Winnipeg Jets winger Blake Wheeler watches his shot go past Washington Capitals goalie Braden Holtby for a goal in the second period of a game on Jan. 22 in Washington. Jets won 4-2. (Alex Brandon/Associated Press)
Are the Winnipeg Jets a different road team this season?
That's the prevailing wonder following the club's first foray into the 2013 travel schedule, a short two-game trip that led to three out of a possible four points.
A day removed from dropping a shoot-out decision in Boston, the Jets turned in arguably their most complete road game -- heck, some might say their most complete game since the NHL returned to Manitoba -- with a 4-2 victory over a listless Washington Capitals squad Tuesday night, earning their first win of the season.
And that's no exaggeration, either. You probably won't find a more a complete game turned in by the Jets (1-1-1) over the last season and three games. Tie Tuesday's effort to the extra point the Jets narrowly missed out on in Beantown Monday afternoon, and there is a lot of positivity in Jetland.
Winnipeg was 14-22-5 as the visitor in 2011-12, a record that ultimately did them in with regards to post season intentions. So far in the early going here, there's reason to get excited (at least for those looking to extrapolate a season's worth of success after two away games).
Warning: any and all leaps of faith are left to the invested individual.
That said, consider the positive events of Tuesday for the Winnipeg side:
- The Jets capitalized on the man advantage when given the chance. Not one but two power play goals -- via Evander Kane and Andrew Ladd -- erased a Washington goal and gave Winnipeg a first period lead. Coming into the night, Winnipeg was in a 0-for-9 power play depression.
- Those power play goals led to a massive momentum boost for the visitors. The Jets outshot the Caps 33-17 after two periods; the third was simply a formality.
- Kane, Ladd and Blake Wheeler scored their first goals of the season. Coach Claude Noel shuffled the offence before the game, with new line combinations across the board, and the chemistry experiment yielded success. On top of that, the pairing of defencemen Toby Enstrom and Dustin Byfuglien, the back-end engine that drives the Jets attack, combined for five assists.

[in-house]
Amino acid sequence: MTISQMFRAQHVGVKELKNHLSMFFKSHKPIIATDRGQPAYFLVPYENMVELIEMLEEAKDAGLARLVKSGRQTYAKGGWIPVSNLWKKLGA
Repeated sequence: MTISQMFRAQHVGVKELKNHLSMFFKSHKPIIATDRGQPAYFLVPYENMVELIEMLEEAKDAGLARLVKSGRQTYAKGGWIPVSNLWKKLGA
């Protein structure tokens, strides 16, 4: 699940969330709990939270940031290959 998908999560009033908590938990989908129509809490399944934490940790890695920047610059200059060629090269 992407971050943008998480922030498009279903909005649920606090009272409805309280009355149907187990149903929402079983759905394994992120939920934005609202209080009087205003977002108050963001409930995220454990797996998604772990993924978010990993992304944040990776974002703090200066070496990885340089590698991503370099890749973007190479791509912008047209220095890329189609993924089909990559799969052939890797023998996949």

- The Jets took advantage of Washington miscues. They kept the tempo up. They put pucks on the Caps' net and then beat the defenders to loose pucks. They didn't get caught running around in their own zone and when the home team did have a scoring chance, the damage was negligible. Come to think of it, Winnipeg did to Washington what many opponents try to accomplish against them: They forced the issue.
- Jets goaltender Ondrej Pavelec, like his mates playing his third game in four days, stood tall when it mattered. With the Jets up 4-1 after 40 minutes, the expected Capital onslaught in third arrived but Pavelec answered the challenge. Troy Brouwer's goal with 1:16 left to play pretty much summed up Washington's effort in the period: Too little, and certainly too late.
Okay folks, time for a show of hands. Studying the schedule before the start of the season and seeing those two difficult road dates -- back-to-back, no less -- in the first three games, who had the Jets returning to Winnipeg with three points?
If your arm is raised, you're lying.
Understand, two road games is definitely too small a sample size to start planning a parade or saving for playoff tickets but it does say something that Winnipeg has already channeled its visitor angst into cautious optimism for those back home.
Maybe these Jets are different Jets.